Why Chosen: After remembering how much fun I had with the Remote Control Car from one of my blog entries last week, it had me thinking about the indoor version we had (see above video). This was quite large and a lot of fun to have set up in our basement playroom. Getting it set up and running was a lot of fun, I wish it had a vertical loop where the cars go upside down but at that age unless I was going to go out and buy one myself, this would have to do.
Worst thing to happen to this toy: The worst thing about this toy was that sometimes while the cars were going around the track, they would just stop. I figured out at the time that it was for one of two reasons. 1) Somewhere along the track, the metal connecting the different track pieces would come apart just enough to disrupt the electrical circuit. 2) The track pieces would be unevenly connected to where there was just enough of a dip/rise between the two pieces where it would act like a speed bump. In either case, you'd have to sometimes inspect every piece of the track and find out where the bad connection was; sometimes easy, sometimes not.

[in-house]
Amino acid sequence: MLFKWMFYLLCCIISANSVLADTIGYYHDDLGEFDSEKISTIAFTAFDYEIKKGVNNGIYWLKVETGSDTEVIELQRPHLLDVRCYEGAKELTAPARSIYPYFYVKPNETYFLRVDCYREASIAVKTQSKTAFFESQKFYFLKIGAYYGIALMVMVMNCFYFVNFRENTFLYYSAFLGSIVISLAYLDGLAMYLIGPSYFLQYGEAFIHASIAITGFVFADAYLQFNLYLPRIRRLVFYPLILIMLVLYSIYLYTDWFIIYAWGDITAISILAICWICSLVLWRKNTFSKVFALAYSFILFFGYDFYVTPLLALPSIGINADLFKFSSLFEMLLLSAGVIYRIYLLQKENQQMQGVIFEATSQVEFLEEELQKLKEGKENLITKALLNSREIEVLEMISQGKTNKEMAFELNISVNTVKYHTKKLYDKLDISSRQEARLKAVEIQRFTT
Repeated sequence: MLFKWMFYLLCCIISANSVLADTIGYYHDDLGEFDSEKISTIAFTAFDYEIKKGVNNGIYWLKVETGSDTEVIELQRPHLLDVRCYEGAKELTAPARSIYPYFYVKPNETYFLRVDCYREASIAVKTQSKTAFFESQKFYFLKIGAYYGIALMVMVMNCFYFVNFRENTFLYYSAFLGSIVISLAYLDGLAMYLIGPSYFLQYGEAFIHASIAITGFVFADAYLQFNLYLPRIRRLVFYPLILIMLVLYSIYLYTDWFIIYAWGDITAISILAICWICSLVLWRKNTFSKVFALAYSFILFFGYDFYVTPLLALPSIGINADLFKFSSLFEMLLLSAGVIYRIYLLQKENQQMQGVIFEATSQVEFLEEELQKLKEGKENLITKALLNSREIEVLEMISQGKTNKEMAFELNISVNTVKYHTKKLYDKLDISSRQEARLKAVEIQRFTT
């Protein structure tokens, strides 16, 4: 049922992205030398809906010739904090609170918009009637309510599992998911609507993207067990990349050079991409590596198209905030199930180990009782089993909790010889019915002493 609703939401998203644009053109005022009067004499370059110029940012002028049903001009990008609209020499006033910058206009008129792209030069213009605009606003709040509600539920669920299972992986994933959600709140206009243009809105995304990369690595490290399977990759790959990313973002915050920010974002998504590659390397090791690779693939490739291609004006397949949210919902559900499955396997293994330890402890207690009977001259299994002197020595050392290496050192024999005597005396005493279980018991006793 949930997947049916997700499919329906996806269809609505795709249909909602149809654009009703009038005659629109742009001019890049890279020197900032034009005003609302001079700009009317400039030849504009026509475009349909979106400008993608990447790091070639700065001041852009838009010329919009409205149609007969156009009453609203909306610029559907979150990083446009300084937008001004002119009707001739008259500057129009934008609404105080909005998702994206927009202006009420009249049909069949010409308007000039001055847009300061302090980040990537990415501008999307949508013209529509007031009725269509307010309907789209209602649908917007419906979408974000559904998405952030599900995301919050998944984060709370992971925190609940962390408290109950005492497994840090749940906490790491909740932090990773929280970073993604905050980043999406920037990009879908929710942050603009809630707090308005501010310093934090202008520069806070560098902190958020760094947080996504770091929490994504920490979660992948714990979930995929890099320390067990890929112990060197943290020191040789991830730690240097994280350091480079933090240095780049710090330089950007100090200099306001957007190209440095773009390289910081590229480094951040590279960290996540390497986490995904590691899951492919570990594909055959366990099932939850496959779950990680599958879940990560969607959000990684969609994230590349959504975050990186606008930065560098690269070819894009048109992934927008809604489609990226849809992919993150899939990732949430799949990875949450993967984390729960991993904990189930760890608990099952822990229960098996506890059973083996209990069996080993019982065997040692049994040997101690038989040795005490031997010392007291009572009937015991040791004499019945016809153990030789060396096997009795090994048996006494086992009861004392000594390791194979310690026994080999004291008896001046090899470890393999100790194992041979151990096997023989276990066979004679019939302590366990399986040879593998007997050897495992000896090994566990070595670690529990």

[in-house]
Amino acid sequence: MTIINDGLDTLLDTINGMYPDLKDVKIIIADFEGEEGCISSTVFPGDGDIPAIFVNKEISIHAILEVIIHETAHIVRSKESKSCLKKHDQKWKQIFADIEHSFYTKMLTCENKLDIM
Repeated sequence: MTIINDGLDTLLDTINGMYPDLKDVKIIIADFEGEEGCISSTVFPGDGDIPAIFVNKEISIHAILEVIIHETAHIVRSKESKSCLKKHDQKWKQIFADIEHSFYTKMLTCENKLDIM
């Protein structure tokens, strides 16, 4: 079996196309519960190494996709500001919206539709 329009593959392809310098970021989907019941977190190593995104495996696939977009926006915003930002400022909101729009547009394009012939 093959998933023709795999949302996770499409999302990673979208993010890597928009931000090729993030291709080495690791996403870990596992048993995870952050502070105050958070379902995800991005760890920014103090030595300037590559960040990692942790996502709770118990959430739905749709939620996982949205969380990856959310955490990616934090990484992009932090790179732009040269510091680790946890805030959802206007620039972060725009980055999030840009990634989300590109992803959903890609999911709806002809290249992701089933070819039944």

The worst thing that I ever did to this toy was that if you had the trigger on the control pulled all the way back when it was going up the hill (as seen in the commercial), the car would keep going up and fly off the track; sometimes it would hit the wall. Nothing ever broke off of it, but it might fly off the track intentionally sometimes.
Where are they now?: No clue, most likely donated to a thrift store or sold at a garage sale.
If I could play with them now, would I: Yes, it would be a lot of fun if my parents still had it but I wouldn't go out and buy a new one.
Relevant in today's time?: Yep, you can still buy racing kits like this, but they just aren't as popular as they used to be.
I couldn't find an actual picture of this toy, but to stick with my blog entries always having pictures, I present two more Berenstain Bear books that will never be published.